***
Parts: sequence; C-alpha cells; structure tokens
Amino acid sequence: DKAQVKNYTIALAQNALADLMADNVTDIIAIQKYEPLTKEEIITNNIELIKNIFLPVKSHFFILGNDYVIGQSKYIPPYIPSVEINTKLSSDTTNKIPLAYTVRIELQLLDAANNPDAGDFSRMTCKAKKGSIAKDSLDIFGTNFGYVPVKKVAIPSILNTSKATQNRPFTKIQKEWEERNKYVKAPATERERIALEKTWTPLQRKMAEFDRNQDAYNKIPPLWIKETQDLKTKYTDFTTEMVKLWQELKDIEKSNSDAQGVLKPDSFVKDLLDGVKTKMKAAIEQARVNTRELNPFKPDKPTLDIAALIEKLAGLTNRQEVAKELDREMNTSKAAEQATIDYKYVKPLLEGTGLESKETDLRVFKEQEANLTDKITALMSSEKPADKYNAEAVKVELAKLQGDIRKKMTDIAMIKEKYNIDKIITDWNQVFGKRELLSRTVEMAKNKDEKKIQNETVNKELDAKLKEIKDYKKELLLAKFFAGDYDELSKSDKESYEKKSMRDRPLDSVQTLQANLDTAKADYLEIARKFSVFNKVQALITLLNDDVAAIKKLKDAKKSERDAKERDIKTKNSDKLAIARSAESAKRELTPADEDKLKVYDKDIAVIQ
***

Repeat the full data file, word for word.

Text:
Parts: sequence; C-alpha cells; structure tokens
Amino acid sequence: DKAQVKNYTIALAQNALADLMADNVTDIIAIQKYEPLTKEEIITNNIELIKNIFLPVKSHFFILGNDYVIGQSKYIPPYIPSVEINTKLSSDTTNKIPLAYTVRIELQLLDAANNPDAGDFSRMTCKAKKGSIAKDSLDIFGTNFGYVPVKKVAIPSILNTSKATQNRPFTKIQKEWEERNKYVKAPATERERIALEKTWTPLQRKMAEFDRNQDAYNKIPPLWIKETQDLKTKYTDFTTEMVKLWQELKDIEKSNSDAQGVLKPDSFVKDLLDGVKTKMKAAIEQARVNTRELNPFKPDKPTLDIAALIEKLAGLTNRQEVAKELDREMNTSKAAEQATIDYKYVKPLLEGTGLESKETDLRVFKEQEANLTDKITALMSSEKPADKYNAEAVKVELAKLQGDIRKKMTDIAMIKEKYNIDKIITDWNQVFGKRELLSRTVEMAKNKDEKKIQNETVNKELDAKLKEIKDYKKELLLAKFFAGDYDELSKSDKESYEKKSMRDRPLDSVQTLQANLDTAKADYLEIARKFSVFNKVQALITLLNDDVAAIKKLKDAKKSERDAKERDIKTKNSDKLAIARSAESAKRELTPADEDKLKVYDKDIAVIQ